MTI STORIES

By Terri Cotta

In this section of our tips series on promoting Muay Thai, we will look at different options for the actual event.

Choosing the right venue date:

Let me give you a classic scenario of a wrong date. You have done everything to promote your event, you've printed thousands of flyers, got a mention on the radio, even got a spot of advertising on local TV, the venue you have chosen is perfect, you even gave your event a name "Halloween Havoc!!" what could go wrong? No one turns up, Disaster!

You find out that there are hundreds of parties going on all around you. It sounded good at the time, but people are used to doing the same things every year, so choosing a date that has a party atmosphere is usually the wrong date. You are better to choose the day before this type of fun time. Check to see if any people are having any parties in your area, and see if there are any public functions in town, even check  the movie theatre, you'll be surprised at how many people will choose to see a movie that has just been released than to go to your event.

Remember that in summer time, though the weather is great and everyone from College, University and schools are on vacation,   students nearly always end up going on vacation themselves. An idea is to choose a venue where you know they'll all be,  or somewhere near to the area. Check to see when the religious and public holidays are, and again it is far better to choose days before these holidays then on or after.

Couldn't find the venue:

One sure failure for most events that I have been to is that the promoter forgets to advertise the actual venue it's self. What I mean by this is most times people who come to events are out of Towner's coming to support one of their fighters etc. Well, if you don't have a big enough sign for them to see outside the venue, then you have more chance of them driving right past. The idea of a banner made for this form of promoting your event now becomes apparent, but most events are held at night? so what do you need for them to see? Lights!!  Make sure that the venue you have chosen has easy access to an electrical socket, bring plenty of extension cable and a good outdoor light. Also advertise that fact the there is parking available (if there is).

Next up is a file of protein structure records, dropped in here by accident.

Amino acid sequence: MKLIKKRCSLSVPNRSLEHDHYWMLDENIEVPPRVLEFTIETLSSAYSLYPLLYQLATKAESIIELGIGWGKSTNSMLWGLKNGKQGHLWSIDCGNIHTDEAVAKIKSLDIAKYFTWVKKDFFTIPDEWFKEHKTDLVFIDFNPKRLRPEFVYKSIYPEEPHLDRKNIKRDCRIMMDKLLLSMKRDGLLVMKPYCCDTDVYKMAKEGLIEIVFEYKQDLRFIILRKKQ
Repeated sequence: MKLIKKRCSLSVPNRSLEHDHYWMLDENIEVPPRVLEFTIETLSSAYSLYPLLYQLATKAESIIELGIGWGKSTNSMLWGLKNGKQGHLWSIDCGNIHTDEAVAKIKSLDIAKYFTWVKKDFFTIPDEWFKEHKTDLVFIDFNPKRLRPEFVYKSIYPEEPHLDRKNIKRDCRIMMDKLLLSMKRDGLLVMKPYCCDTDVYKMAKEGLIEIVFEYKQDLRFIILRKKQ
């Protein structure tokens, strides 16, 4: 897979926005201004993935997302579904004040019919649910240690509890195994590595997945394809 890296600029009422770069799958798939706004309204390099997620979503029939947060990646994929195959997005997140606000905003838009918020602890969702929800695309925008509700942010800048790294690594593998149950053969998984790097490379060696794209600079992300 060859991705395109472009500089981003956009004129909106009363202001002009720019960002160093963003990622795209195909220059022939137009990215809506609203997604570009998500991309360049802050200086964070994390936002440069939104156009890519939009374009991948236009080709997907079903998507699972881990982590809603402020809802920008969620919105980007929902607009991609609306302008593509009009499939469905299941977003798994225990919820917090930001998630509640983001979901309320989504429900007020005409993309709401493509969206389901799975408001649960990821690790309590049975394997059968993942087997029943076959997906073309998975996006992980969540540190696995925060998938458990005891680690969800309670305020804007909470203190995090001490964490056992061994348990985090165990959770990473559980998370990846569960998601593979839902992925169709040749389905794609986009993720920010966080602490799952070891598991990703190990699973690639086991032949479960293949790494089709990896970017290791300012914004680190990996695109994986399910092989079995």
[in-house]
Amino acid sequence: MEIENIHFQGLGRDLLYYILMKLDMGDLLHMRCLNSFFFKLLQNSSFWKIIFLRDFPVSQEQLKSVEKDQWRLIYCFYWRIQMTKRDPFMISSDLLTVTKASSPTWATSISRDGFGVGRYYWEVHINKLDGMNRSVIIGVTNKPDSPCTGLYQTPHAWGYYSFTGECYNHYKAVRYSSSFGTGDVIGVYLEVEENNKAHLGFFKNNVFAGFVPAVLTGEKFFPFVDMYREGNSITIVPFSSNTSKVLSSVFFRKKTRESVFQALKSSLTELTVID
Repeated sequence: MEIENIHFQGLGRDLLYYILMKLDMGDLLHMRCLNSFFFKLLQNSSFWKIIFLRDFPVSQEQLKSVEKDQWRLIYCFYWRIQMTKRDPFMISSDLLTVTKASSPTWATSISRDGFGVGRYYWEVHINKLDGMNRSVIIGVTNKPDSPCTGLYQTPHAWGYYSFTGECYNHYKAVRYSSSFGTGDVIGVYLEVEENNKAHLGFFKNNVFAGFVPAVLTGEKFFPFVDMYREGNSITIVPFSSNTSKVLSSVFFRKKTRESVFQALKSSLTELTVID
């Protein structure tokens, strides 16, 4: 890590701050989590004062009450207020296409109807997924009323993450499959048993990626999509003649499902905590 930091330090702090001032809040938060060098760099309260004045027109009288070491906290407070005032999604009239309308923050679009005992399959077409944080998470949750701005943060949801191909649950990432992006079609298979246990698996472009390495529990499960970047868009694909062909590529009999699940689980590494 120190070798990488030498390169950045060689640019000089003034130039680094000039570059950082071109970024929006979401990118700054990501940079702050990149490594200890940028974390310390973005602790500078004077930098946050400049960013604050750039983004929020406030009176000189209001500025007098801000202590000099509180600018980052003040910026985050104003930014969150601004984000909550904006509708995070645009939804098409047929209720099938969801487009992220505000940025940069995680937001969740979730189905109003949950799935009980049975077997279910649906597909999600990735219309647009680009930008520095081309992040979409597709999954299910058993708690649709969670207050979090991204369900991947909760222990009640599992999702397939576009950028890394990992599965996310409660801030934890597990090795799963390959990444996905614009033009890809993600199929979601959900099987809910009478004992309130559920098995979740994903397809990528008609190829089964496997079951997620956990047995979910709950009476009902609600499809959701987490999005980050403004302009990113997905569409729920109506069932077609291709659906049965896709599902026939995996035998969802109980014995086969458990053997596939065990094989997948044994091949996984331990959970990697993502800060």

Keeping the price affordable:

As is often the case, many promoters try to copy others who are already in the business of promoting. But when it concerns Muay Thai entry feels should not be too high in the beginning. This is because the sport is still new, therefore has to prove it's self to the audience. If you over price the entry fee, you may not get the public to come to your next event.  Keep the price low to begin with. As you get a following, you can then increase but at a very slow rate, so as not to alarm people. This will also allow you the option to increase the entry fee if you have special events or championship fights coming up. You have to allow the public to gain trust in you and your promotions if you wish to continue.

Free entry for children under-age:

Also an idea of children under the age of 10 will be allowed in free if accompanied by an adult. Many people forget about kids when it comes to events, remember this, mom and dad might want to come the event but they may also want to bring the kid's. Now if the cost of entry is for example $15 dollars and a family of two adults and two kids have just got to your door, well that has just cost the family 60 bucks! You will have more chance of them turning around and going to Macdonald's than to spend that much money. Its far better to get $30 dollars than no dollars at all.

Reduced entry fee for the handicapped:

And what about the handicapped! did you make space available for them? They may have an interest in the sport too and many people in wheelchairs etc, just might want to see your event. Reserve an area for them near the ring, get some of your staff to be able to assist them at the door. If no one comes who is handicapped then you turn the space in to standing room etc. Don't forget to advertise the fact that you have space for wheelchairs on your flyers and posters. If they have made an effort to get to your event, its only common courtesy to give them a little discount, besides they are bringing their own chair.

Believe me, if people see this type of effort, then you will be surprised at the kind of turn out and support you might have. A person in a wheelchair is nearly always accompanied by a friend.

      

Copyright 1998 USMTA Inc.  All rights reserved. Revised: October 16, 2004.